A student at Australia’s Swinburne University last week received the James Dyson Award for a device he says is capable of harvesting moisture from the air for use in irrigation, even in the world’s driest places.
International drink and snack giant PepsiCo has vowed to cut the carbon emissions and water consumption of its UK operations by 50 percent in five years. PepsiCo, which is the parent company of Britain’s biggest-selling brand of potato chips, says it will switch to potatoes that require less water and are grown using more efficient methods of irrigation. Through these improvements, (more…)
A pair of satellites that measures changes in the earth’s gravity has shown that the intense irrigation of a 1,200-mile swath of northern India is depleting groundwater at a rate of 1.5 to 4 inches per year.
The satellites, part of a joint U.S.-German mission known as GRACE (Gravity Recovery and Climate Experiment), show that the region — inhabited by 600 million people heavily dependent on irrigated agriculture — is withdrawing 13 cubic miles of water per year from underground aquifers.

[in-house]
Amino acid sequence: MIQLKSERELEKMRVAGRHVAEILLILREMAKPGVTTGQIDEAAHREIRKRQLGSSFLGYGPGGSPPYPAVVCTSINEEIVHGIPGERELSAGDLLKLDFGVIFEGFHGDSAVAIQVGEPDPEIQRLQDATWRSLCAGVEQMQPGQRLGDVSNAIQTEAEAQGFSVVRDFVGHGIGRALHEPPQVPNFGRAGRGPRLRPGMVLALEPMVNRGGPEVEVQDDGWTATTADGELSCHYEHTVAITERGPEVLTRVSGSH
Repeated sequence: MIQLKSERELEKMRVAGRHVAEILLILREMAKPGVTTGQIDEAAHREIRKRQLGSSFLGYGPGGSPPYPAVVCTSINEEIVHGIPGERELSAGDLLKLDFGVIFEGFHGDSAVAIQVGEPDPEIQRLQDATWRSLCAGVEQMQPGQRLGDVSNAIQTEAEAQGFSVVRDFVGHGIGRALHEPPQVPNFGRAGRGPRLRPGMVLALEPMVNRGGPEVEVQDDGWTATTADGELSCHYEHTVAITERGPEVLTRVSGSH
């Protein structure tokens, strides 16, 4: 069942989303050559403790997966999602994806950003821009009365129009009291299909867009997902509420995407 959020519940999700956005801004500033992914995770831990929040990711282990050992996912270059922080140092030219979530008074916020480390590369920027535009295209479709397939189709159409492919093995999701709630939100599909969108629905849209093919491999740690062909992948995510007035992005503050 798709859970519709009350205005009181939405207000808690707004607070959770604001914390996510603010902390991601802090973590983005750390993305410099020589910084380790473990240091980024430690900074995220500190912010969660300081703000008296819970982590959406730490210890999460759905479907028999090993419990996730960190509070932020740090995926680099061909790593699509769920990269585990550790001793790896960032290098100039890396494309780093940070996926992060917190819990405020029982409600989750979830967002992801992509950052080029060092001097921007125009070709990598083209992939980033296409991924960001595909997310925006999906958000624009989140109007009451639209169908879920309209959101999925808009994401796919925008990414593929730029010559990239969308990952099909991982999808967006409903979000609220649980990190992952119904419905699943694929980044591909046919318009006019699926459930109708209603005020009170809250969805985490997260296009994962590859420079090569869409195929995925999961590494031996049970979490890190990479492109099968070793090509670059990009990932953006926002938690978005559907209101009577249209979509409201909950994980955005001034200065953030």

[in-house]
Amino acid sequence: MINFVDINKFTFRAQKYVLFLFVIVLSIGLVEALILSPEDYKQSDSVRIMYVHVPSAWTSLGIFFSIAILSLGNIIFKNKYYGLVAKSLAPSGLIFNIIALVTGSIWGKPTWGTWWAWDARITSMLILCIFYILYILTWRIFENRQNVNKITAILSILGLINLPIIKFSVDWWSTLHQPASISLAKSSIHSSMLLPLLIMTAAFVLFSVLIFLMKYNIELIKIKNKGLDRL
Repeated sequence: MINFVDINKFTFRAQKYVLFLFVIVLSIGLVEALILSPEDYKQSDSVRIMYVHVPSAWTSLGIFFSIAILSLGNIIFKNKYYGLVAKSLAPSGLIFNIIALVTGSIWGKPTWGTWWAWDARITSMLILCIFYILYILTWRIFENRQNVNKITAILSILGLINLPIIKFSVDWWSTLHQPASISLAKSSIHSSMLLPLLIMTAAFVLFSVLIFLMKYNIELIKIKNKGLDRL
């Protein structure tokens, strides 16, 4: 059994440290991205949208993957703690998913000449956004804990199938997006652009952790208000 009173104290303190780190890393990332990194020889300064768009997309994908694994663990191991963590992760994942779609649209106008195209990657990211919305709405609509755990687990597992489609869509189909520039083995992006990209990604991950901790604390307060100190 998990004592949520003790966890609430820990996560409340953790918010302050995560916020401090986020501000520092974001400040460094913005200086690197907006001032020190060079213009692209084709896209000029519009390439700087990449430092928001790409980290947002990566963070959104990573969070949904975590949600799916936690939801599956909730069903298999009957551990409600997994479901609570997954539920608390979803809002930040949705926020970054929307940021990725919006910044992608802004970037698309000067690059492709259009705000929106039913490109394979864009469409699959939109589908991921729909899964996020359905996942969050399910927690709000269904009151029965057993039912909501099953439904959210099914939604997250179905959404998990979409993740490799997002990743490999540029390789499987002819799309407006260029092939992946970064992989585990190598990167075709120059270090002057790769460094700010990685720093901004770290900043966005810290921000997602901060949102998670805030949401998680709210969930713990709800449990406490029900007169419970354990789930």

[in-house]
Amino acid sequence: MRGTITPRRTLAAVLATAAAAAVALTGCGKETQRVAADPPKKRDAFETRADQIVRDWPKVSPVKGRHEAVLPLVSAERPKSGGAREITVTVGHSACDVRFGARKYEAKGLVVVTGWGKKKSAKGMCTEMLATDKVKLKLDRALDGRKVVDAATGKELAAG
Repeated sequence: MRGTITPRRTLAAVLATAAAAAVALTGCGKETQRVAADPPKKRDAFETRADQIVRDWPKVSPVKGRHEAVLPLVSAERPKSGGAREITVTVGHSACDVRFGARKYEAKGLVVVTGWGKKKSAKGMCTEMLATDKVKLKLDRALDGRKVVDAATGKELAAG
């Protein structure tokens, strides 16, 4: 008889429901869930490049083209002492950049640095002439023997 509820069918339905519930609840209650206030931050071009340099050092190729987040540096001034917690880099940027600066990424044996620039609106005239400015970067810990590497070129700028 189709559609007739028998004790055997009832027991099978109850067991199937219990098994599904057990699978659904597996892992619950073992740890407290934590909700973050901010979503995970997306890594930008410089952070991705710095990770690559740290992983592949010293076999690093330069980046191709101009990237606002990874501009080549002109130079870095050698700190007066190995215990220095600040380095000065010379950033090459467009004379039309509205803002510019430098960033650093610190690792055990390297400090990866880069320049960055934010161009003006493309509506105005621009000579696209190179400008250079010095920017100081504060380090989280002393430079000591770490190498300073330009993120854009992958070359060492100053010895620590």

Reporting in the journal Geophysical Research Letters, U.S. and Indian scientists analyzed satellite data from 2002 to 2008 and concluded that Indian farmers are pumping out groundwater 70 percent faster than estimated by the Central Ground Water Board of India in the 1990s.